As I work to correct my former mindset, I realize how ingrained my old thinking had become. “Getting Better” was my job, and I worked at it 24/7. It was always in the back of my mind and what I discussed on a regular basis.
Striving to Get Better can help a person, because we don’t want to give up on our health. But, attempting to get better by constantly searching out new means of accomplishing it, can take your entire life. After all these years of my attempts to find a magic pill or treatment, I’ve come full circle.
During these years, I discovered that I had more diseases than I first thought. With this new knowledge came new worries. How was I to treat these diseases? And, as you discover that you have too many disorders to count, it can be overwhelming and even discouraging.
I feel like I have reached an end to the diagnosis stage (unless another illness develops). I’m in the midst of waiting to see if the medications will help. As I said, Plaquenil takes 6 months to a year before the effect will be certain. So, doctors aren’t wanting to start me on any other drugs right now.
Now that I’m trying to change my mindset from Getting Better to living right now, I feel relief. I’m trying to focus on gratefulness even more and enjoy each good thing. God has blessed me with a great family and support.
One of my goals is to add beauty into the day. Instead of wearing black sweats and a grey tee, I’m trying to add a colorful top. The days when I’m physically able, I’ll make more of an effort to put on some makeup. There are still days when I’m not able to even get out of my pajamas, and that’s fine.
Without putting myself on a guilt trip, I still want to do more in my day. Yesterday I was able to get up and do quite a few things: laundry, trimming my dog’s hair (at least his head), and filing all the stacks of paper in my living room. Doing these chores made me feel victorious!
Today, I’m definitely paying for it. But, the way I look at it, it’s better to do something one day and nothing the next, than doing nothing ever. With chronic illnesses, I feel that we need to keep a sense of humor. With chronic pain and illness, I try to laugh at some of the things that happen to me (when I can).
After taking Advil this morning, I was able to put on a bright, colorful shirt with my leggings. Now, when I pass a mirror, I can notice my cute shirt instead of my messy hair!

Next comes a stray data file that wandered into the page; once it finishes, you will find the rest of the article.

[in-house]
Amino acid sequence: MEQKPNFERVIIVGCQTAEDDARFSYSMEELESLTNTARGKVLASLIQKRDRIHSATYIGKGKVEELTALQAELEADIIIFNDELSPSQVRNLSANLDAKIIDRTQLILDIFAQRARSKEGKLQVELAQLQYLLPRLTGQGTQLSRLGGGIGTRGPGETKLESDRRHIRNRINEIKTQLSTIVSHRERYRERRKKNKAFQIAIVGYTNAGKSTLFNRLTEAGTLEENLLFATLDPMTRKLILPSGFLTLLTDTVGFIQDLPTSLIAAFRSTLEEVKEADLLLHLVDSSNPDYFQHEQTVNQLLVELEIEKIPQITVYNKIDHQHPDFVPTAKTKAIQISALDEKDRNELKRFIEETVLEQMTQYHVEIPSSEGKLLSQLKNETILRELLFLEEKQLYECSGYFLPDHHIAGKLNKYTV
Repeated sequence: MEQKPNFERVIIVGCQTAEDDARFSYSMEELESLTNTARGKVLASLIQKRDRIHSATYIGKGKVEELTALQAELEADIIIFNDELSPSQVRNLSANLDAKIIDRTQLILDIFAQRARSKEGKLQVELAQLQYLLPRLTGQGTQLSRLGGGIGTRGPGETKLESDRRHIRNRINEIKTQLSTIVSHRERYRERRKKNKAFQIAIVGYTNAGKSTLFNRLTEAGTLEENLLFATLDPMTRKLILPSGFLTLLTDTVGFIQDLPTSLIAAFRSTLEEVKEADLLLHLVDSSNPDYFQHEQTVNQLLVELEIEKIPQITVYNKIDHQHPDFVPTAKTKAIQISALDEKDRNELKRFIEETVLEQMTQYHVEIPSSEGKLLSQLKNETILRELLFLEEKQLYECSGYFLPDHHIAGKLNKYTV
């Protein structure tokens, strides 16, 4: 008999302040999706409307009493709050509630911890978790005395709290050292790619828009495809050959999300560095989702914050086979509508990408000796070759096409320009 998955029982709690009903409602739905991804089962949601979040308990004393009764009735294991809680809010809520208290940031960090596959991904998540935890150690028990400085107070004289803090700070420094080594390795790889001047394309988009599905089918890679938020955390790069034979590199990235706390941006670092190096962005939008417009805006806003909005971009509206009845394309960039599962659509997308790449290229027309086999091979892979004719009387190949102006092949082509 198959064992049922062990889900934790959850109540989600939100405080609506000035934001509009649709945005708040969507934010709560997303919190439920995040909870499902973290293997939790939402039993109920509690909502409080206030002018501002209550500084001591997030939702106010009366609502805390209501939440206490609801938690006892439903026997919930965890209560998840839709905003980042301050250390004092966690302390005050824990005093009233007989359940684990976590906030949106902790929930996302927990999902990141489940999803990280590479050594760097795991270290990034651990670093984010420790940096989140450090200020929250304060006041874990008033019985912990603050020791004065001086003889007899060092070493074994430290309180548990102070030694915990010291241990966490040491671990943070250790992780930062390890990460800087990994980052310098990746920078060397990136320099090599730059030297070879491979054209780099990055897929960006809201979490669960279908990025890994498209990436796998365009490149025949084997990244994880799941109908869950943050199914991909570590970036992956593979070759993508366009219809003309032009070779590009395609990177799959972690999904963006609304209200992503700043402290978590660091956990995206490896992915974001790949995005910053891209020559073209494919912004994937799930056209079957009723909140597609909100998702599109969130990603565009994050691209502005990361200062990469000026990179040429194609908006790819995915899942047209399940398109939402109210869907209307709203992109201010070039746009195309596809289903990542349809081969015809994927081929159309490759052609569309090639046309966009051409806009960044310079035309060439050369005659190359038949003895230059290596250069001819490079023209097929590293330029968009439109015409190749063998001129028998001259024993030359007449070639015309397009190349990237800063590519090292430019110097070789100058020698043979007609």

I’m also trying to get away from putting myself down for gaining weight and not exercising. Everywhere I turn, I hear that I need to lose weight and exercise to get better. Well, I want to do that, but it’s not working. Physical therapy continues to push me to do static stretches, which are bad for Ehlers Danlos and make me hurt more than ever.
The diet isn’t bringing any weight loss, but it makes me feel better. My digestion is better and I feel that over time, it can help me to be healthier. That is my goal. If the Plaquenil gradually increases my energy level, the exercise can start.
What I’m trying to say is, it’s not my job to Get Better. People with well-known and researched diseases have established treatments that have been proven to work. I have EDS, Sjogrens, Mast Cell Disorder and more, and these don’t have any cure or treatments that work for everyone. The trial-and-error treatments take a long time to work.
My goal is to be content, take my pills, and try to live a happy life. I have God’s blessing whether I’m sick or well. His blessing to me is the peace and joy that are mine. Many people won’t understand, and that’s alright. It’s also not my job to make them understand. I’ll just keep focusing on contentment.
And let the peace of God rule in your hearts, to the which also ye are called in one body; and be ye thankful. Colossians 3:15
Disclaimer: I’m not a medical expert. This article contains only my opinions. If you have a medical concern, please consult your personal physician.
@2018, copyright Lisa Ehrman